The Bowfort Towers — which many detractors said looked too much like Blackfoot burial scaffolds — sparked controversy, contributing to Calgary City Council’s suspension of its embattled public art program in the fall of 2017.

Despite this week’s decision to keep the city’s public art program shelved, city councillors and representatives from Calgary’s arts community are focused on streamlining the application process for local and Indigenous artists to compete for future public art projects.

Artists used to have to apply to compete for public art projects the same way a construction company would have to apply for a city infrastructure project.

But, the tests for a sculpture versus a bridge are entirely different.

Karly Mortimer, the director of artist and program development at Indefinite Arts Centre, says she is happy to hear that the city is looking to simplify the process.

“It’s overwhelming in terms of the language being used, overwhelming in terms of the requirements for the artists, like insurance that they have to have, and overwhelming in terms of how much investment they have to make in time before they apply.”

A review led by the city’s public art lead, Jennifer Thompson, also reported back to council on the contentious issue of inviting non-Calgary artists to compete for public art projects.

 The Bowfort Towers, designed by a New York artist, sparked an outcry in 2017 after the installation was compared to Blackfoot burial scaffolds.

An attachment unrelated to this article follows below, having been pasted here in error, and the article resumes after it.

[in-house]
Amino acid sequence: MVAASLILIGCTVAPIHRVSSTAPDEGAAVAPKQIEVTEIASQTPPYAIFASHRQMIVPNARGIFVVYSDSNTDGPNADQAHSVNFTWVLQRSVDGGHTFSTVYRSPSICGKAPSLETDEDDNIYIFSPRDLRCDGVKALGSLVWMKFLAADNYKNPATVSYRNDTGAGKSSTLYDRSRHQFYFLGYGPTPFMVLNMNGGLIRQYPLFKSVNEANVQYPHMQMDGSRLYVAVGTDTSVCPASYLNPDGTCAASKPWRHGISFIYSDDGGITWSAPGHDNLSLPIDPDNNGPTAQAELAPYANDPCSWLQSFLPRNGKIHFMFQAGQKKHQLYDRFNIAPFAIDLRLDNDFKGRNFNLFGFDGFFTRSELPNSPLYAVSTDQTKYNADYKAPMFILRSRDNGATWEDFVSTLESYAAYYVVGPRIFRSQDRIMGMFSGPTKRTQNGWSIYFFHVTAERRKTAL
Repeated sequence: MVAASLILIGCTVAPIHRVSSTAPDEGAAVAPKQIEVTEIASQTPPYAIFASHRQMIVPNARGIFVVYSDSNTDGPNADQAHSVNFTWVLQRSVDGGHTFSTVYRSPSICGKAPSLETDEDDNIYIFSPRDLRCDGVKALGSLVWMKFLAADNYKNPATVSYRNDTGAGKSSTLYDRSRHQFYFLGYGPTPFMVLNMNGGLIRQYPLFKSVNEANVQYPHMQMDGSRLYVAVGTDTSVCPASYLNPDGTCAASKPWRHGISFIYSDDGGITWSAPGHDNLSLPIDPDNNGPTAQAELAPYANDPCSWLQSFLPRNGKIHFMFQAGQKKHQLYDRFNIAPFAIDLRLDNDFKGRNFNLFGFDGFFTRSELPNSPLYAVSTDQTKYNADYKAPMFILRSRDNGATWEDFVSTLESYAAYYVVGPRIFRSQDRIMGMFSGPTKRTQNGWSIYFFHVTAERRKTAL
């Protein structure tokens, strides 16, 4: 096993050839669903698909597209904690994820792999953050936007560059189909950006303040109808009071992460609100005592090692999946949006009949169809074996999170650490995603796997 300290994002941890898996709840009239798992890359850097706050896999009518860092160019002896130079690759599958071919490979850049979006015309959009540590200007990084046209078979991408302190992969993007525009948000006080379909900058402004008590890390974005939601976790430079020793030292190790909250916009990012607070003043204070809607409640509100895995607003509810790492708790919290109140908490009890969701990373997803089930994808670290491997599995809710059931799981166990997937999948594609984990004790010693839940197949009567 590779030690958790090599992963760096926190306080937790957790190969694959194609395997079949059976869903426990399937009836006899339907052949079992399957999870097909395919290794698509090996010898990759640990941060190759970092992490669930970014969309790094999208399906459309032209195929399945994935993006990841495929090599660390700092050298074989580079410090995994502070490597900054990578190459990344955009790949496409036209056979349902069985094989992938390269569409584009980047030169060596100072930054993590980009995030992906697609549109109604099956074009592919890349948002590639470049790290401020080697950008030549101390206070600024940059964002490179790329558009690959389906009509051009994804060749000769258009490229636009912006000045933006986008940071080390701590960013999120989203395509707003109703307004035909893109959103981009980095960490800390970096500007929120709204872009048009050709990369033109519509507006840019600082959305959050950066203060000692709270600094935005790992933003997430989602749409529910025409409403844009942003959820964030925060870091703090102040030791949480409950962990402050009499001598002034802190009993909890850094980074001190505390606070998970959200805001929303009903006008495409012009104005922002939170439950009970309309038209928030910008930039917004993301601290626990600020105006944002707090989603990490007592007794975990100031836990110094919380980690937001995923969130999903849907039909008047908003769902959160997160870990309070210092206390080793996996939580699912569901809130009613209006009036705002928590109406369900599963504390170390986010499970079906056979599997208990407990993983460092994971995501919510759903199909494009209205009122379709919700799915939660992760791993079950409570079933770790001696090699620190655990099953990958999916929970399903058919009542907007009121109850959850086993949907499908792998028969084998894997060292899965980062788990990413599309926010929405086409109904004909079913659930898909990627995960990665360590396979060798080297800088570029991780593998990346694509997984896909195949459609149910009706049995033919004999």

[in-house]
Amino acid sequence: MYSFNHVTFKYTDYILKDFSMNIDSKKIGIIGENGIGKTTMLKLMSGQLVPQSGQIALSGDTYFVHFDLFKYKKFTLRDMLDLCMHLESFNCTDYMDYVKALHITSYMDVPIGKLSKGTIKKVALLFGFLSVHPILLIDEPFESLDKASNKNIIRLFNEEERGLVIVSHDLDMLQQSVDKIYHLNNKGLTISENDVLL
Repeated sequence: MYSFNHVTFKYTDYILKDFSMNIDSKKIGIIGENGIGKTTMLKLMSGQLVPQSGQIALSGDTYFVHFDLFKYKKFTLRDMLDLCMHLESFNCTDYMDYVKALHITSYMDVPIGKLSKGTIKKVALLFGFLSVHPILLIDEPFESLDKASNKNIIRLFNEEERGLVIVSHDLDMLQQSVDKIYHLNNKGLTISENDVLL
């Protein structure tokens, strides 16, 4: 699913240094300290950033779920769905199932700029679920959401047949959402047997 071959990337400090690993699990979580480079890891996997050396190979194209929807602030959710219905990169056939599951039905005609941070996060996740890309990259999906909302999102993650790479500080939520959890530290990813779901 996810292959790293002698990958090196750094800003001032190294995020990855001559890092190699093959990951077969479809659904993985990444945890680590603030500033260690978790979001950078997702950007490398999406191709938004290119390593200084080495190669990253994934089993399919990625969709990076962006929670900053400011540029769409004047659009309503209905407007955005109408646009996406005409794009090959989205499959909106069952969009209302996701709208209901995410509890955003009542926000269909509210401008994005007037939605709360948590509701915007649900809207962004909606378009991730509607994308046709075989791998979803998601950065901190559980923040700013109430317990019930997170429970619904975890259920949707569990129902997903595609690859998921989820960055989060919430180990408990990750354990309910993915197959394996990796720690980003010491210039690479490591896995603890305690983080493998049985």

Bowfort Towers 1Bowfort Towers that sit in front of Canada Olympic Park. Photo by Alexandra Nicholson

Thompson says the city has heard from Calgary’s art community about how challenging the procurement process is and says the program will need to work closely with Indigenous and other local artists if they want to see more applications.

But no one at council suggested non-Calgarians should be banned.

Tristan Surtees of the art practice Sans façon — which has completed art projects in Calgary and abroad — says Calgary artists are part of an international arts community.

“For artists to work here we also need to work elsewhere. It’s important to bring in new ideas, new thinking and have that exchange and dialogue.”

Surtees added that involving international artists does not exclude local artists, but fosters growth in the community.

“It’s crucially important to support our cultural community as they come out of art schools or as they grow through their careers. Part of that support is bringing them into contact with artists from all over the world.”

Surtees also made a business case for public art.

“The money is spent in the city, the majority of the construction work happens in this city, so the investment is cultural but also financial.”

So far, city administration seems to agree with Thompson, citing the mentorship opportunities for local artists and the work created for local fabricators.

“If we look at why this [public art] policy was created back in 2004, council has said and made a commitment to being an international and world-class city. And that means you can’t shut your doors on the rest of the world or to the rest of our country.”

Editor: Megan Atkins-Baker | 

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